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County Council Meeting November 16

A fractious meeting
Last meeting for the Chairman
Warwick Jones

There was something troubling about last night's meeting. It was the undeserved humiliation of the County Attorney Mr. Joe Dawson as the Council discussed his remuneration and worth. It was not that Mr. Dawson was doing a bad job. No, all agreed he had done an excellent job. Yes, he had worked according to a contract drawn up by the County. But he is paid too much and his remuneration needs to be cut, at least that was the implication of what was before Council. The issue generated a heated discussion but in the final vote, the move for change was defeated.

Attorney is well paid
There is no denying that Mr. Dawson is well paid, at last in comparison with his peers in other Counties in South Carolina. He made $241,577 in 2005 and $292,269 in 2004. Remuneration this year is likely to be comparable or above that of 2005. Unlike many other County attorneys, he is not on a straight salary. He is employed on the basis of an annual retainer, and paid an hourly rate for the time he spends on County matters. He charges $125 an hour for his services and is free to take on other clients. It so happens that County business has taken up much of his time and he has billed the County accordingly.

Issue has arisen before
Mr. Dawson's remuneration was an issue before Council some months ago (See County Council meeting, December 1, 2006). His original contract allowed him to charge $125 an hour but it seemed that the Council in 2003 unilaterally decided to reduce it to $105 an hour. The present Council, with members elected in 2004 from single member districts, changed it back to $125 an hour in the belief that the previous Council had acted unjustly in its action.

Make employee or impose restraints!
Council member Fava instigated the move last night and the discussion was very similar to that of the meeting last year. The Council member suggested that the County Attorney position be changed to an "in house employee" position subject to all County personnel policies. Alternatively, the present system should be retained but with considerable restraints in relation to a number of items including the hours billed, rates, and charges for fees associated with bond issues. Council member Fava also requested a special assessment of the workload, staffing, and operating expenses of the County’s legal office, and a comparison made with other South Carolina counties.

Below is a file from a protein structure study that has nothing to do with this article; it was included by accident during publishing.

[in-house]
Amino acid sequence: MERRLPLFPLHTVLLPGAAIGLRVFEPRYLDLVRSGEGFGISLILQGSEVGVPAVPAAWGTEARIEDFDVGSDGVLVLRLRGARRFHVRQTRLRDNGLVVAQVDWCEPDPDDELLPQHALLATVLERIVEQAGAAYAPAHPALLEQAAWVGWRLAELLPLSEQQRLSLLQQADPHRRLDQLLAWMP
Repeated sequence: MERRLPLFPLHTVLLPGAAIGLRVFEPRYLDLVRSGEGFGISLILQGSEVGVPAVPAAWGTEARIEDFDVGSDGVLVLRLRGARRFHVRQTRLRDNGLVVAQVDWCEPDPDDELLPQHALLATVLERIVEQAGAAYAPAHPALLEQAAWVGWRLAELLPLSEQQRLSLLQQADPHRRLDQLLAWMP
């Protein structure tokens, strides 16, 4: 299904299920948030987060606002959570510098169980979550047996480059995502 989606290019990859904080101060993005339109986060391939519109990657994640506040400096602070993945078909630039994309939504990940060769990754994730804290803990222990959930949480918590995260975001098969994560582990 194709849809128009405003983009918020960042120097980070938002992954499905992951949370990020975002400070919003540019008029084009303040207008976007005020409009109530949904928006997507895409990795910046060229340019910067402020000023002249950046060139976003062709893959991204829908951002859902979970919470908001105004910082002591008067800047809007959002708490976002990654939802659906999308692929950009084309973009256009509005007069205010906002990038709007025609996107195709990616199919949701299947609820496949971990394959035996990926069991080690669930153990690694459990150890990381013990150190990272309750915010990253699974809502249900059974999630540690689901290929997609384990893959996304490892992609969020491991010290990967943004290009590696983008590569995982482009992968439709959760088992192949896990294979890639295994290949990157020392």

Why wasn't the issue raised years ago?
The question was raised a number of times last night and was not really answered satisfactorily. If some Council members feel Mr. Dawson is so highly paid, why has it taken so long for the issue to be raised? It was a previous Council that hired Mr. Dawson, and it set the terms of his retention. Yet there was no question raised publicly about his high remuneration in those years.

There have been some suggestions of racial overtones to the timing, something denied by Council member Condon and Chairman Stavrinakis who supported Council Member Fava last night. Although he opposed the change, Council member Darby strongly expressed the view that Council member Fava was not motivated by racial issues. But there is no doubt that the suspicion of racial overtones lingers.

Our comments
We have two comments. Firstly, the law of South Carolina states that in the Charleston County form of government, the Administrator is responsible for hiring and firing the County Attorney. Presumably this is an attempt to make the Attorney somewhat independent of the Council. Could it be that Council has been restrained in the past because of this seeming independence?

Secondly, isn't it possible for the County Administrator to help reduce the charges of the County Attorney? If the County attorney is retained on an hourly rate and the overall charges are growing too high, shouldn.t a second senior attorney be hired as staff? The new attorney could handle much of what Mr. Dawson is doing, leaving only the more important issues to be handed by Mr. Dawson. If this won't work and somebody of Mr. Dawson's experience and capability is needed to handle all these issues, then there should be no need to question his present compensation. But we would also note that the $125 an hour rate charged by Mr. Dawson is low by the standards of other lawyers. The $125 rate may be appropriate when a client such as the County demands so much of his time. But if demand is on a more causal basis, rates of over $200 and hour would be closer to the industry norm.